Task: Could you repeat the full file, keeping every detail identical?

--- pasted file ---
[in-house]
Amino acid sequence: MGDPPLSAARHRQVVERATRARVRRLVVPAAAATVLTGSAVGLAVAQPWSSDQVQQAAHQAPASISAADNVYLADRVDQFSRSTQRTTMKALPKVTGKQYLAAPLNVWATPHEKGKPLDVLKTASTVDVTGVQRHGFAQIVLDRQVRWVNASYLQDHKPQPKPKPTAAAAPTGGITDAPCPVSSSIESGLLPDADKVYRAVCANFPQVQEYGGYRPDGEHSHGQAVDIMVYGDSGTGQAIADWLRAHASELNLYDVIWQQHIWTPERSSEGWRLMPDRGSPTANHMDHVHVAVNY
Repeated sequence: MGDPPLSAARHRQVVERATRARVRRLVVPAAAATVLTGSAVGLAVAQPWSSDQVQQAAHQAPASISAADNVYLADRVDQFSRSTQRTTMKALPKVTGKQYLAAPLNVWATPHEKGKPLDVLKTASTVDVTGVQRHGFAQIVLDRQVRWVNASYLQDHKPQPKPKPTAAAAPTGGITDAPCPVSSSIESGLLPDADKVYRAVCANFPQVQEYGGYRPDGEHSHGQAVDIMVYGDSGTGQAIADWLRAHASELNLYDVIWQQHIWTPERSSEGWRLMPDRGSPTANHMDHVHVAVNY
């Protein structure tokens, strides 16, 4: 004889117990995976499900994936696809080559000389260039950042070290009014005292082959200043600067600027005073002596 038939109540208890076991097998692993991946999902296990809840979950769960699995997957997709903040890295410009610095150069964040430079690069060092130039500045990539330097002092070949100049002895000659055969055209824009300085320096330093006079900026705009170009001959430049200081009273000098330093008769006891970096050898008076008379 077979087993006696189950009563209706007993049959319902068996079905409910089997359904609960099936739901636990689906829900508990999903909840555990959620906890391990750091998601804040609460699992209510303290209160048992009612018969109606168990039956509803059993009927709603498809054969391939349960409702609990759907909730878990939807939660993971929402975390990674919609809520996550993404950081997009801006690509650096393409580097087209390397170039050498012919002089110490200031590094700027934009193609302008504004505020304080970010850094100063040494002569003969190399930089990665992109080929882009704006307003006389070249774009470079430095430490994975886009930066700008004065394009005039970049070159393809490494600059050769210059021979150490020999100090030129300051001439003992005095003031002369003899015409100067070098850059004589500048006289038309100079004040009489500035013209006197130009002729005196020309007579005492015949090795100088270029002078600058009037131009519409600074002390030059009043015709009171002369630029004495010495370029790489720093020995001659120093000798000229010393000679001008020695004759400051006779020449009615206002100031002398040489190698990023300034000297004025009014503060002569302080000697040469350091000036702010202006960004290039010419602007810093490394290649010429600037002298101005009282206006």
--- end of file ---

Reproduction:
[in-house]
Amino acid sequence: MGDPPLSAARHRQVVERATRARVRRLVVPAAAATVLTGSAVGLAVAQPWSSDQVQQAAHQAPASISAADNVYLADRVDQFSRSTQRTTMKALPKVTGKQYLAAPLNVWATPHEKGKPLDVLKTASTVDVTGVQRHGFAQIVLDRQVRWVNASYLQDHKPQPKPKPTAAAAPTGGITDAPCPVSSSIESGLLPDADKVYRAVCANFPQVQEYGGYRPDGEHSHGQAVDIMVYGDSGTGQAIADWLRAHASELNLYDVIWQQHIWTPERSSEGWRLMPDRGSPTANHMDHVHVAVNY
Repeated sequence: MGDPPLSAARHRQVVERATRARVRRLVVPAAAATVLTGSAVGLAVAQPWSSDQVQQAAHQAPASISAADNVYLADRVDQFSRSTQRTTMKALPKVTGKQYLAAPLNVWATPHEKGKPLDVLKTASTVDVTGVQRHGFAQIVLDRQVRWVNASYLQDHKPQPKPKPTAAAAPTGGITDAPCPVSSSIESGLLPDADKVYRAVCANFPQVQEYGGYRPDGEHSHGQAVDIMVYGDSGTGQAIADWLRAHASELNLYDVIWQQHIWTPERSSEGWRLMPDRGSPTANHMDHVHVAVNY
């Protein structure tokens, strides 16, 4: 004889117990995976499900994936696809080559000389260039950042070290009014005292082959200043600067600027005073002596 038939109540208890076991097998692993991946999902296990809840979950769960699995997957997709903040890295410009610095150069964040430079690069060092130039500045990539330097002092070949100049002895000659055969055209824009300085320096330093006079900026705009170009001959430049200081009273000098330093008769006891970096050898008076008379 077979087993006696189950009563209706007993049959319902068996079905409910089997359904609960099936739901636990689906829900508990999903909840555990959620906890391990750091998601804040609460699992209510303290209160048992009612018969109606168990039956509803059993009927709603498809054969391939349960409702609990759907909730878990939807939660993971929402975390990674919609809520996550993404950081997009801006690509650096393409580097087209390397170039050498012919002089110490200031590094700027934009193609302008504004505020304080970010850094100063040494002569003969190399930089990665992109080929882009704006307003006389070249774009470079430095430490994975886009930066700008004065394009005039970049070159393809490494600059050769210059021979150490020999100090030129300051001439003992005095003031002369003899015409100067070098850059004589500048006289038309100079004040009489500035013209006197130009002729005196020309007579005492015949090795100088270029002078600058009037131009519409600074002390030059009043015709009171002369630029004495010495370029790489720093020995001659120093000798000229010393000679001008020695004759400051006779020449009615206002100031002398040489190698990023300034000297004025009014503060002569302080000697040469350091000036702010202006960004290039010419602007810093490394290649010429600037002298101005009282206006």